Almost 95% of women in CSOM research reported the money they earned as the primary motivation to work as a sex worker. About 3.9% of women reported having ever been forced to work. This percentage, in this research and comparable ones, is similar to the percentage of women not in the sex industry who feel forced or abused. Furthermore, 97% (!) of women working as escorts report an increase in self confidence since they started working as a prostitute whereas only 8% of streetwalkers reports this. Another research (Decker, 1979: 166, 174) showed that 75% of escorts feel their lives improved since they started working as a sex worker, 25% says it didn’t change anything, and 0% felt that their lives had gotten worse. Australian research showed that half the protitutes considered their work as one of the major positive aspects to their lives, and 70% said they would choose prostitution again if they had to do their lives over (Woodward et al., 2004: 39).

The human trafficking myth allows governments to enforce restrictive migration laws, claiming it is to stop human trafficking but in reality mainly to stop immigration. In 2008, Cambodia passed the  Suppression of Human Trafficking and Sexual Exploitation Law, a law financed and supported by UNICEF. This law makes it impossible for sex workers to work safely, makes almost any social or financial transaction surrounding sex work a criminal act, and has forced sex workers out on the streets. The consequences are horrendous: sex workers are being raped, abused and arrested by the police, the rescue industry keeps women locked up against their will and women have been known to die in custody.

When sex workers are considered either criminals who need to be punished, OR victims in need of rescue, the rescue industry takes away any humane option from sex workers. Take for example Project ROSE in the US, in which prostitutes have to admit that they are victims, are lectured on the evils of ‘selling one’s body’ and have to promise to give up on sex work forever or they will be thrown in prison. You’re either a filthy whore or a powerless victim, nothing else.

‘Rescue missions’ in the sex industry and laws against ‘human trafficking’ in practice make sex workers’ positions more vulnerable and dangerous. Restrictive migration laws  to fight human trafficking and laws aimed against the clients of sex workers make a protitute’s job more complicated or even impossible, forcing sex workers to take more risks to fly under the radar. For many migrant sex workers the rescue industry and their ‘rescue missions’ are a greather threat to their safety and livelihood than john or ‘pimps’.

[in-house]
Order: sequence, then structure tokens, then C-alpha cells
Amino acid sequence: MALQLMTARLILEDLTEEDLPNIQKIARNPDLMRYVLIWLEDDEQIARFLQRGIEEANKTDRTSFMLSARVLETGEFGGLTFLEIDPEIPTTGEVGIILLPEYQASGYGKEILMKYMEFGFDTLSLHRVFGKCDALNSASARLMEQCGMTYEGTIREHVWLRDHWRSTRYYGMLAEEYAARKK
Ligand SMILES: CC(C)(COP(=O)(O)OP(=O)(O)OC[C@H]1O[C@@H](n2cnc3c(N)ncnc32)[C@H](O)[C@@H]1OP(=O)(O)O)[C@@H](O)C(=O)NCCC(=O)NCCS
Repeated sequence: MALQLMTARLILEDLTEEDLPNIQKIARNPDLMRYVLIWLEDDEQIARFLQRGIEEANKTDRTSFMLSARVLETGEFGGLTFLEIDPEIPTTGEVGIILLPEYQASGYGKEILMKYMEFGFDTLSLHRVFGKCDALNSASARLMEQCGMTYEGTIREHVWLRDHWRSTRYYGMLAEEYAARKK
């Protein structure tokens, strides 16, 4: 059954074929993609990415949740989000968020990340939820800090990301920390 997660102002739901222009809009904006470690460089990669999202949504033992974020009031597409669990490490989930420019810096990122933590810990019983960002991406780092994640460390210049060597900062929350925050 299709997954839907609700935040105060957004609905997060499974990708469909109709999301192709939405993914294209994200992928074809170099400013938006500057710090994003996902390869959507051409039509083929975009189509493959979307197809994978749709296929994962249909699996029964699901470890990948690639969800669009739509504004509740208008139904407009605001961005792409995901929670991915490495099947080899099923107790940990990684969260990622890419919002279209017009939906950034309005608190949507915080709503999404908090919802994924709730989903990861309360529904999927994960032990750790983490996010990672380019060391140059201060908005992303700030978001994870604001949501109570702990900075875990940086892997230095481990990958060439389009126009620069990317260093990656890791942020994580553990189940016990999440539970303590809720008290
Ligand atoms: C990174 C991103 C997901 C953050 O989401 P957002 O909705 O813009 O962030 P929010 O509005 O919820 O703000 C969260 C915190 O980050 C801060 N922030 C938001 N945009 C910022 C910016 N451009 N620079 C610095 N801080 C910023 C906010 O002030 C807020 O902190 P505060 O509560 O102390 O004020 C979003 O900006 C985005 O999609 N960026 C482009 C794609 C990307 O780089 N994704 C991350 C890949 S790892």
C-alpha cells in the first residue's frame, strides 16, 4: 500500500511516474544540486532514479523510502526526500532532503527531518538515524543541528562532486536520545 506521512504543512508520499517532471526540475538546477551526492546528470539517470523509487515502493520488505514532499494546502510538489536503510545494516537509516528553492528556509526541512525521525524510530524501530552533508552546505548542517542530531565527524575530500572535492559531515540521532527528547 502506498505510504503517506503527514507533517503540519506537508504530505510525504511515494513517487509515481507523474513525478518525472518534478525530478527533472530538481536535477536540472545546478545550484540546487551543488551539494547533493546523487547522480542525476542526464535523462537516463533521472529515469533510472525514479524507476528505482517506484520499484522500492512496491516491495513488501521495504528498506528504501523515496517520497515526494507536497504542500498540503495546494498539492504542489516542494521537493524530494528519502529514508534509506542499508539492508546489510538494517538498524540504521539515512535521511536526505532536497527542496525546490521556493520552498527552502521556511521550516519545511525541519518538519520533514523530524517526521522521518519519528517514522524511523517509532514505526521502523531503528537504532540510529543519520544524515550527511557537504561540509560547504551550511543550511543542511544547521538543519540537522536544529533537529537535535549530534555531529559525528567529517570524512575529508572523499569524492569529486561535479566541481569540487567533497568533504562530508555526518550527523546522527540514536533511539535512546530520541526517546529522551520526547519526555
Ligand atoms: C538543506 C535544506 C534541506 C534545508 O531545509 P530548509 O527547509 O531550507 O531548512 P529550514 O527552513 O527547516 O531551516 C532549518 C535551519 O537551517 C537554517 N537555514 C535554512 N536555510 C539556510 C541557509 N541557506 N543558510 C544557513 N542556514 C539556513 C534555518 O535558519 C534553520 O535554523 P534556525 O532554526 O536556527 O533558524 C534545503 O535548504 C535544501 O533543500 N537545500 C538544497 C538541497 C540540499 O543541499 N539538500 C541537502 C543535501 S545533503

Large organisations for the rights of sex workers, like Empower in Thailand (50 thousand sex workers) are calling out for help against anti-trafficking organisations who are slandering them, insulting them, setting the police on them, keep them imprisoned for years, forcing medical exams on them, having them follow mandatory programs and forbidding them from crossing the border.

Stop human trafficking
To stop human trafficking, first the rescue industry has to be stopped. Reducing prostitutes to powerless victims and then raiding their homes or workplaces, keeping them in shelters they cannot leave and where they are forced to work for minimal pay because otherwise they are faced with arrest or worse is HUMAN TRAFFICKING.

Sex work needs to be acknowledged as a legitimate profession, so that sex workers can be protected against abuse and violence from police and institutions. In New Zealand the laws were changed in 2003, making sex work legal. Sex workers reported feeling no apprehension about going to the police or to court to make complaints about bad circumstances. A good 60% of sex workers indicated that under the new laws, they were better able to refuse work. The research committee’s conclusion was clear: legalizing sex work improves the rights and safety of sex workers.